When buying Baht, US dollars are the most eagerly accepted currency and it is a good idea to have a supply of travellers' cheques as they receive a better rate than cash. British pounds are the next-best alternative.
There is not limited amount of foreign currency you can bring into the country and you can also take foreign currency out of Thailand, but no more than the amount stated in the customs declaration made on arrival. Travelers leaving Thailand may take out no more than 50,000 Thai baht per person in Thai currency.

ATM & Credit Cards
Credit cards are widely accepted, though using a credit card may incur a usage fee of 2-3%. Furthermore, while most cards give reasonable exchange rates, many credit card companies charge an additional fee for foreign charges.
ATM cash machines can be found all over Thailand from major cities to relatively small towns, so gaining access to your money should never be a problem, unless you are in a particularly rural area. There are about 5 or 6 major Thai banks that provide ATM facilities including: Bangkok Bank, Siam Commercial bank, Bank of Ayudha and the Farmers Bank. Getting cash from the ATM in Thailand is almost exactly the same as accessing your money in any other country with the exception that the default screen will usually be written in Thai, although there will be a small sign directing you to the English language service.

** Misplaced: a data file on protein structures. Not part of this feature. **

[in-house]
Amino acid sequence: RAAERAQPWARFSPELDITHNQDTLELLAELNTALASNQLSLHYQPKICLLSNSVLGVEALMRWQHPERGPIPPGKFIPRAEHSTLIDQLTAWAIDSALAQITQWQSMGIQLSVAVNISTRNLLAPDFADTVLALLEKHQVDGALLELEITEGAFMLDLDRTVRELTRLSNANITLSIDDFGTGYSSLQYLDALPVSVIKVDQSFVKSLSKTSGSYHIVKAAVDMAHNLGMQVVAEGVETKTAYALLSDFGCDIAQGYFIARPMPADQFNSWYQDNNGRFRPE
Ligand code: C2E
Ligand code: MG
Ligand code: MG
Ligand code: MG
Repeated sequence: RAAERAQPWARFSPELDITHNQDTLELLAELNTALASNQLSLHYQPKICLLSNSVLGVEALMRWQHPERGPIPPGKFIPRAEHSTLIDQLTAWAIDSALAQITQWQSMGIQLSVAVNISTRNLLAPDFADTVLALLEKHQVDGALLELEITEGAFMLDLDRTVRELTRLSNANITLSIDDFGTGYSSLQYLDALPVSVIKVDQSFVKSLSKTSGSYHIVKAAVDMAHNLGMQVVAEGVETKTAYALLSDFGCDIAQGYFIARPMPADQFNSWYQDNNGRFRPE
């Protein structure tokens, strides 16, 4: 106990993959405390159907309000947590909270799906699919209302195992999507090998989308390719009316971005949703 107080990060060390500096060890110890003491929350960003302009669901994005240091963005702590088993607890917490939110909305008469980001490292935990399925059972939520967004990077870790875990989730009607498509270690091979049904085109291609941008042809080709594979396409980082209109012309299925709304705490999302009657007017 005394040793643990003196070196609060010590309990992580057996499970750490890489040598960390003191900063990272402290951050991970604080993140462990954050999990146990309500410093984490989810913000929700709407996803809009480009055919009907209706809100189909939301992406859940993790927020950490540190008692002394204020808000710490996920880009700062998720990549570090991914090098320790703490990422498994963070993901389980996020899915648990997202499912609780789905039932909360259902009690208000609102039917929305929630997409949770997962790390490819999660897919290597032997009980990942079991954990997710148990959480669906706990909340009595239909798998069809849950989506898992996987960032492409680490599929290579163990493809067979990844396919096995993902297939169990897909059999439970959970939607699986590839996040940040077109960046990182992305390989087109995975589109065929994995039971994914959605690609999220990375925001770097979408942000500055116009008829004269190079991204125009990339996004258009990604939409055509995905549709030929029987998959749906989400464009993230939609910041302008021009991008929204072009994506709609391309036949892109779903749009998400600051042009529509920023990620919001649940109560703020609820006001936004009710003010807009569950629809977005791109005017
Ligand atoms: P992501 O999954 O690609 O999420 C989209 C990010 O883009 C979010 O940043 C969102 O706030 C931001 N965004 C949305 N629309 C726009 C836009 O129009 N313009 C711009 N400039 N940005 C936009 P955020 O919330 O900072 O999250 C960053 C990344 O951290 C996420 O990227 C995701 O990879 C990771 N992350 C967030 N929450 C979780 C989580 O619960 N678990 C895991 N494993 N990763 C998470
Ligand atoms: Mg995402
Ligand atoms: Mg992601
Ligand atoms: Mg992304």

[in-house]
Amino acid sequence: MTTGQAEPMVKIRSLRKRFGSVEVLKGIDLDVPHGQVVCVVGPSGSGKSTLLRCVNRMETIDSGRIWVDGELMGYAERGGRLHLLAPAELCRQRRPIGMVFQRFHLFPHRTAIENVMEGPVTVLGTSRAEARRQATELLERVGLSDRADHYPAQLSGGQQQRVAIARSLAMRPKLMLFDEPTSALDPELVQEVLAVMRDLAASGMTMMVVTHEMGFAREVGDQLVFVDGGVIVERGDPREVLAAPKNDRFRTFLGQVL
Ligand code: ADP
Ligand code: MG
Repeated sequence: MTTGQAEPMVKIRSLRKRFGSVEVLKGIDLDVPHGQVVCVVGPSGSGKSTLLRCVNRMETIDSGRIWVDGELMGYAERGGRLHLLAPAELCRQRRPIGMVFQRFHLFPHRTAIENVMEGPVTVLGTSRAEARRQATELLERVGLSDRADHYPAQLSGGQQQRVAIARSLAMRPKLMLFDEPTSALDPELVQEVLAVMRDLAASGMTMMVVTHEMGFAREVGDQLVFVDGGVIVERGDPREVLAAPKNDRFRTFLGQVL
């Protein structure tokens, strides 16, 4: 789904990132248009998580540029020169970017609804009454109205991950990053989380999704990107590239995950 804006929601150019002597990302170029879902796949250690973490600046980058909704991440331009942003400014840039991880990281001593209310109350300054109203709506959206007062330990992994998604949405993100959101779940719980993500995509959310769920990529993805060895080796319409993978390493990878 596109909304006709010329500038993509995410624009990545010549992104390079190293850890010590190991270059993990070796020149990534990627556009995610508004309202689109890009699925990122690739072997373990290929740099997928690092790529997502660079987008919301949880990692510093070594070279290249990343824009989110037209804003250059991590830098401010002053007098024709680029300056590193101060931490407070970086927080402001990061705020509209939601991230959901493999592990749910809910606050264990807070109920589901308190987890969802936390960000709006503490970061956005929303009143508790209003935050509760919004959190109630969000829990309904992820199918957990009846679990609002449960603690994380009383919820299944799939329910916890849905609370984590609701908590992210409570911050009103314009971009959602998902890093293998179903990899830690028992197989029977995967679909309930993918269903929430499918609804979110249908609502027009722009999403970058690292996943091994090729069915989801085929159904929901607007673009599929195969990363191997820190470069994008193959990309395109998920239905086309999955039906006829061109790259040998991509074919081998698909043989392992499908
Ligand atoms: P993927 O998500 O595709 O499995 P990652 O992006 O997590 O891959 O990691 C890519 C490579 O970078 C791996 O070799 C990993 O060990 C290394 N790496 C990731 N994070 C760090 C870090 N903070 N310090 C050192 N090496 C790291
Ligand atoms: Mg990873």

ATM fees vary depending on a few factors. It is possible that the Thai bank may charge a small fee for using their machine only but take note that you are likely to be charged by your own bank for using the ATM card in another country. It’s worth finding out how you’ll be charged before you travel as if your bank charges a standard fee per withdrawal it makes more sense to take out larger sums of money from the ATM in Thailand.